In this case, the trade can lock in a profit of $22 before commissions. The commission cost for all four legs of the deal must be less than $22 to make this profitable. That is a razor-thin margin, and this is only when the net cost of the box is less than the expiration value of the spreads, or the difference between the strikes.

There will be times when the box costs more than the spread between the strikes so the long box would not work. However, a short box might. This strategy reverses the plan and sells the ITM options and buys the OTM options.

Box Spread (Arbitrage) Options Trading Strategy Explained

Published on Thursday, April 19, 2020 | Modified on Sunday, July 21, 2020

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Box Spread (Arbitrage) Options Strategy

Strategy Level Advance
Instruments Traded Call + Put
Number of Positions 4
Market View Neutral
Risk Profile None
Reward Profile Limited
Breakeven Point

Box Spread (also known as Long Box) is an arbitrage strategy. It involves buying a Bull Call Spread (1 ITM and I OTM Call) together with the corresponding Bear Put Spread (1 ITM and 1 OTM Put), with both spreads having the same strike prices and expiration dates.

The strategy is called Box Spread as it is combination of 2 spreads (4 trades) and the profit/loss calculated together as 1 trade. Note that the total cost of the box remain same irrespective to the price movement of underlying security in any direction. The expiration value of the box spread is actually the difference between the strike prices of the options involved.

The Long Box strategy is opposite to Short Box strategy. It is used when the spreads are under-priced with respect to their combined expiration value.

The usual box spread look like as below for NIFTY current index value as 10550 (NIFTY Spot Price):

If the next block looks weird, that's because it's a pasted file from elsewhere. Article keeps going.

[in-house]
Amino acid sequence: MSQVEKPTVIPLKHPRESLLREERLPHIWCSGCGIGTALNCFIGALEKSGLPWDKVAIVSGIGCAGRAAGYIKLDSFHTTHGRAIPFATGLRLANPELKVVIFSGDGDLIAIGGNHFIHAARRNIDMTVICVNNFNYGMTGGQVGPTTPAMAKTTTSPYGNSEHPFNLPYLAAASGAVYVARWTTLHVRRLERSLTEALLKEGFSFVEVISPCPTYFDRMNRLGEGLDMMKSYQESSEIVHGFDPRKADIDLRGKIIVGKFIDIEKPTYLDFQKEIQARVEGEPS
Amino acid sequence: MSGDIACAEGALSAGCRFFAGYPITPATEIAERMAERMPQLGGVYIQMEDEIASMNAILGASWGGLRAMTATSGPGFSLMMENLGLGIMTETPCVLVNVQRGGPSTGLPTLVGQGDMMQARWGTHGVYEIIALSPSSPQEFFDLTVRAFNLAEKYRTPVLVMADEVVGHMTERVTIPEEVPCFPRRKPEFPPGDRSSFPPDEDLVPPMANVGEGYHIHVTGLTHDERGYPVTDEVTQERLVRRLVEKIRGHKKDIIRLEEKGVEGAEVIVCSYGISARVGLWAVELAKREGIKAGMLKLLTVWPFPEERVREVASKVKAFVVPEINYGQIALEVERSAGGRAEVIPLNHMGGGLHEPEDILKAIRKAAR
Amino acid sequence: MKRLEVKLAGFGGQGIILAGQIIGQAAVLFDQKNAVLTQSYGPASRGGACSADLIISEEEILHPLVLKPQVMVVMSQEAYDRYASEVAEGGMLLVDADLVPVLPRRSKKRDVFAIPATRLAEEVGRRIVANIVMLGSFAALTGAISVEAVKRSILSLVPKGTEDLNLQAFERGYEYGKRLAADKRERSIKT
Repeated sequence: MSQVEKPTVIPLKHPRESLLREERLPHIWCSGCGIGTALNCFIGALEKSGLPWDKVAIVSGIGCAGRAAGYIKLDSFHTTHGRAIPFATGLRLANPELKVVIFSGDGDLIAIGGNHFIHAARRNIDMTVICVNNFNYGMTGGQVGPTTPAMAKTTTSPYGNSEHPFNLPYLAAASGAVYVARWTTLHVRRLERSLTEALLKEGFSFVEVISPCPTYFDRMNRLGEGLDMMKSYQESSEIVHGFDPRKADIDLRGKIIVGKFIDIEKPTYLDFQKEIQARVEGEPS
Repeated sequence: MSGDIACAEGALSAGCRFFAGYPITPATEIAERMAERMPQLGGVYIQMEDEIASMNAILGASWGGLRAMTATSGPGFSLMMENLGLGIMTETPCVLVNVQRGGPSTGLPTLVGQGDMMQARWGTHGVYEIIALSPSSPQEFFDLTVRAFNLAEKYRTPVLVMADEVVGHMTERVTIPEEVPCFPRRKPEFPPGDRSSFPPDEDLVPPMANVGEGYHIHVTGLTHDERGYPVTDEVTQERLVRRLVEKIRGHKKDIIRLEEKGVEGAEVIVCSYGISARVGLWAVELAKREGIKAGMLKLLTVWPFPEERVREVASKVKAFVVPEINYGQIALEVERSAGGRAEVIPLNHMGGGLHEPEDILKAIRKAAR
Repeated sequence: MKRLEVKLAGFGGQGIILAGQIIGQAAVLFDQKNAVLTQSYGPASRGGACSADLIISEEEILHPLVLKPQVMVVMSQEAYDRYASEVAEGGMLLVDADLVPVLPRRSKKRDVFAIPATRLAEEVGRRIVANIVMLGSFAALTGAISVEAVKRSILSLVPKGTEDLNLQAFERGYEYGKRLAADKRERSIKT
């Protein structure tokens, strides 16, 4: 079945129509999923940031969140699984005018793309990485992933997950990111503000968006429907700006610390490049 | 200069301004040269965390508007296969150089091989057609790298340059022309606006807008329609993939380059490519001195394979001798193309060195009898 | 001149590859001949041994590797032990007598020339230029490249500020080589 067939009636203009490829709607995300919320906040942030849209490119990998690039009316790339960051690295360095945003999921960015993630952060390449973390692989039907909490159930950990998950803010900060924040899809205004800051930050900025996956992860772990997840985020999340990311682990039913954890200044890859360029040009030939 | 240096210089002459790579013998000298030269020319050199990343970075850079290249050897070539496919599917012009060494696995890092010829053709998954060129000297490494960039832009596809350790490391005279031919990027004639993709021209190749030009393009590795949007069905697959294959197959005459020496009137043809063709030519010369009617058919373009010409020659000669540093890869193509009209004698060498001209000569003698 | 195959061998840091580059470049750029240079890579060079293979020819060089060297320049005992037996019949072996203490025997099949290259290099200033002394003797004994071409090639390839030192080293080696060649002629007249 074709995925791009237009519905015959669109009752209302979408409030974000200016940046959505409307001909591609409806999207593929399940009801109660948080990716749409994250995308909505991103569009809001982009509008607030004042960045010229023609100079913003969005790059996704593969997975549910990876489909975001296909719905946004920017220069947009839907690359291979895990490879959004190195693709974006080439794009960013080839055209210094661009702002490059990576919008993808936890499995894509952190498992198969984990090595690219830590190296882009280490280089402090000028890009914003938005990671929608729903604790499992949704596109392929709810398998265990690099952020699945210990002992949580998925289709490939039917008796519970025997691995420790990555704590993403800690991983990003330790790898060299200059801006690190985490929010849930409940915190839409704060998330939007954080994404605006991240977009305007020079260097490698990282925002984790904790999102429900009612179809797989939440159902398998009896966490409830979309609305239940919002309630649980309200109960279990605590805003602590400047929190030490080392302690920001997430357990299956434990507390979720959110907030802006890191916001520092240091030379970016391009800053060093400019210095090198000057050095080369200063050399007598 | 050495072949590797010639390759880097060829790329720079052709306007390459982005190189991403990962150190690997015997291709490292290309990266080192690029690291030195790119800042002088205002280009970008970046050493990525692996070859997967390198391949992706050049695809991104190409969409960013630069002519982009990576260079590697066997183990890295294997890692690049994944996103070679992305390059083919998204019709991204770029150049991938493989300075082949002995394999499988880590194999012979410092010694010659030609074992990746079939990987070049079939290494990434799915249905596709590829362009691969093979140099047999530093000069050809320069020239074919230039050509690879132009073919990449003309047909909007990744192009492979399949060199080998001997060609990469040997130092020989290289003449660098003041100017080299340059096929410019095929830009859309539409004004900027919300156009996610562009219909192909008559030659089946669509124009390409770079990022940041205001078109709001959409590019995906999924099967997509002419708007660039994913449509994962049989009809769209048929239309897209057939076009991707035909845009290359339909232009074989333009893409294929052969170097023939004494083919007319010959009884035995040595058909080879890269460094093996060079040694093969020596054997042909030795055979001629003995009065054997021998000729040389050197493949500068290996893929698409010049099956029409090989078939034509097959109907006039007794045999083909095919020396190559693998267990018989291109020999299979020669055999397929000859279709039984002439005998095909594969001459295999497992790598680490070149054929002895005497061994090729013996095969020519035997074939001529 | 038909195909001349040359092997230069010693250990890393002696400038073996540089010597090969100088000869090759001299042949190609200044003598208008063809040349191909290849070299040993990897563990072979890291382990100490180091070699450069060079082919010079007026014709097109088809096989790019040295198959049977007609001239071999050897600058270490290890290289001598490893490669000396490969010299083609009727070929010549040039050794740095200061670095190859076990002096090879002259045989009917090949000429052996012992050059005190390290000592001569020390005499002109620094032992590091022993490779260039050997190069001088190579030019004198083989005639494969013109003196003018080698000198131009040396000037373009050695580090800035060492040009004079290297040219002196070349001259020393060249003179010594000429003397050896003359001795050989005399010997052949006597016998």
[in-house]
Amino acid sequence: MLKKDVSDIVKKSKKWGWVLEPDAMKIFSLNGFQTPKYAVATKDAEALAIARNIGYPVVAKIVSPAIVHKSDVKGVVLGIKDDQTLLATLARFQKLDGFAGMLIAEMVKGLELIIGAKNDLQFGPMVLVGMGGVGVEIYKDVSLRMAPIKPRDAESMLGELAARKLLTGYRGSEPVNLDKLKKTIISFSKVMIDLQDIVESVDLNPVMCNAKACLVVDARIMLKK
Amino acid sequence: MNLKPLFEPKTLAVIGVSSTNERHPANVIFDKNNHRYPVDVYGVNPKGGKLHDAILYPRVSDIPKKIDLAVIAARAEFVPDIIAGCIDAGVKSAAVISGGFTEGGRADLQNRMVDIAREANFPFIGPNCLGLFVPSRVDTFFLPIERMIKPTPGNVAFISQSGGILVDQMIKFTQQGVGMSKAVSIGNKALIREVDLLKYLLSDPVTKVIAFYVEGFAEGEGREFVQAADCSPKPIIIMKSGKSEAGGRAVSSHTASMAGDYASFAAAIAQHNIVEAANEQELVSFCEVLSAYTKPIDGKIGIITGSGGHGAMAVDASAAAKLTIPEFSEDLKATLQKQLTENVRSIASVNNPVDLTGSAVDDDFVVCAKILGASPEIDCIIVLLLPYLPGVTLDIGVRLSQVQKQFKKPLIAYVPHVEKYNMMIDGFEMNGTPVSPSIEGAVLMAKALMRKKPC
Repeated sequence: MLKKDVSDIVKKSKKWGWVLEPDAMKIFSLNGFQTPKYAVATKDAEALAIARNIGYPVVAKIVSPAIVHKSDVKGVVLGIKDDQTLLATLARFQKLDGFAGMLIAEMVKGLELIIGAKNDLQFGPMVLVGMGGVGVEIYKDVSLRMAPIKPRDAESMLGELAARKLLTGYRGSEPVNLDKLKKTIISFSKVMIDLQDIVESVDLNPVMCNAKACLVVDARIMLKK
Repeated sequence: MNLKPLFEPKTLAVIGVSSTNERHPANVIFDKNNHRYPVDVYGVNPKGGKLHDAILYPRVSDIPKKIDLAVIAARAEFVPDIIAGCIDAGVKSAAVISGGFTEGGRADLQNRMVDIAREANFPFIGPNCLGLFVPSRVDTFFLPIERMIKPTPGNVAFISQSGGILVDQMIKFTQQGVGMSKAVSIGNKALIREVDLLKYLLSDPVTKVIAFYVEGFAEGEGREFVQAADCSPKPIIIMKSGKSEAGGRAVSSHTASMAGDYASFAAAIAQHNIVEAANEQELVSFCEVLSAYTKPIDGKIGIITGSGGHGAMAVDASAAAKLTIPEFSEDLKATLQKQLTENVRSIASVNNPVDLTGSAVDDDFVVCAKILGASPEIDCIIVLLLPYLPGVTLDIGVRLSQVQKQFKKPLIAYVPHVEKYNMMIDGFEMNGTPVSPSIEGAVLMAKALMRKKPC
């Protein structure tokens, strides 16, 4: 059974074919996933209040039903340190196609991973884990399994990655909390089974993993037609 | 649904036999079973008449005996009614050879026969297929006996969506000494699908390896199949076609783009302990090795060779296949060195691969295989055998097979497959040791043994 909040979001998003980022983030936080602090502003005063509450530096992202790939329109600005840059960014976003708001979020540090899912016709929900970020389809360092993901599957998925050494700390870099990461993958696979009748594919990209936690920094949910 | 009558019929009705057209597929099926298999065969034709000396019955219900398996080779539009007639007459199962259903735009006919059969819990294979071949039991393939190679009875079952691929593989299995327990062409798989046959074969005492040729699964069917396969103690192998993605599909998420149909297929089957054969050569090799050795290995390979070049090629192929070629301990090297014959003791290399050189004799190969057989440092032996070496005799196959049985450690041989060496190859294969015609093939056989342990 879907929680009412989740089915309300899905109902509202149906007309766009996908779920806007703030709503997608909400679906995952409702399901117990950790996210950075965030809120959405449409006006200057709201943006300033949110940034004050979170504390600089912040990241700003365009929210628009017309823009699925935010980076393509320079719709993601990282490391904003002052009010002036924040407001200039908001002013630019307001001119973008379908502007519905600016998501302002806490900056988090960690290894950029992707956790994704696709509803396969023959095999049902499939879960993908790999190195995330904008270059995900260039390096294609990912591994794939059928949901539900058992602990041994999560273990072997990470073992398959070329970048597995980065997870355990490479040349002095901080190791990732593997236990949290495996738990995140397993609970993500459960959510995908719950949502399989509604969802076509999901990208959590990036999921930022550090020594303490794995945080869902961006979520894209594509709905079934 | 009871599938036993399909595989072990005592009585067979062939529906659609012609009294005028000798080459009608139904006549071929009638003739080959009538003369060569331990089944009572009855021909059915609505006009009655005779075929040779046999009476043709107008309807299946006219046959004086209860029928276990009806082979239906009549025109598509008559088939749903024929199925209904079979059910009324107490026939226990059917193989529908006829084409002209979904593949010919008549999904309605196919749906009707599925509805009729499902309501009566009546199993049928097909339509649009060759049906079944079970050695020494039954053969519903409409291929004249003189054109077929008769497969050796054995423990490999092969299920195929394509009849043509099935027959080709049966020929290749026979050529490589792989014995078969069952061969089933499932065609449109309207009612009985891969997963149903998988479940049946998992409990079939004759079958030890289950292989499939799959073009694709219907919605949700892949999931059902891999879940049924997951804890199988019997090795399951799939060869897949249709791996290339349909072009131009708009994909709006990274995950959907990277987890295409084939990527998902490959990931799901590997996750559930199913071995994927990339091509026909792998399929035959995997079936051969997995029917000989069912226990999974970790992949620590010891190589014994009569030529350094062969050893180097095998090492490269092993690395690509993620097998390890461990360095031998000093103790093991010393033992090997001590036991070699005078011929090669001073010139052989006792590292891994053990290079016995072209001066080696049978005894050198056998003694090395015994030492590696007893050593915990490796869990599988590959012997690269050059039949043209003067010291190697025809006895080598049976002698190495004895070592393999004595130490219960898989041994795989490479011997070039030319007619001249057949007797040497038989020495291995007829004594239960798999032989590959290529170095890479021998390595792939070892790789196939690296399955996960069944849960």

Box Spread Orders

Orders NIFTY Strike Price
Bull Call Spread Buy 1 ITM Call NIFTY18APR10400CE
Sell 1 OTM Call NIFTY18APR10700CE
Bear Put Spread Buy 1 ITM Put NIFTY18APR10700PE
Sell 1 OTM Put NIFTY18APR10400PE
  • Call Spread meaning 2 calls, one ITM and one OTM.
  • Put Spread meaning 2 puts, one ITM and one OTM.
  • ITM is ‘In the money’ and OTM is ‘Out of the money’. For Nifty Spot Price at 10550, the 10400 Call Option is ITM and 10700 Call is OTM.
  • Arbitrage strategy is a way to earn small profits with very little or zero risk. In this a trader buys the call and put have the same strike value and expiration The resulting portfolio is delta neutral.

As you see in the above table, this is a delta neutral strategy. The trader is buying and selling equivalent spreads. As long as the price paid for the box is significantly below the combined expiration value of the spreads, a riskless profit can be earned. We will discuss this in detail in an example below.

As the profit from the box spread is very small, the brokerage and taxes involved in this strategy can sometimes offset all of the gains. It’s very important to consider the trading cost (brokerage, fee, taxes etc.) before trading in this strategy.

When to use Box Spread (Arbitrage) strategy?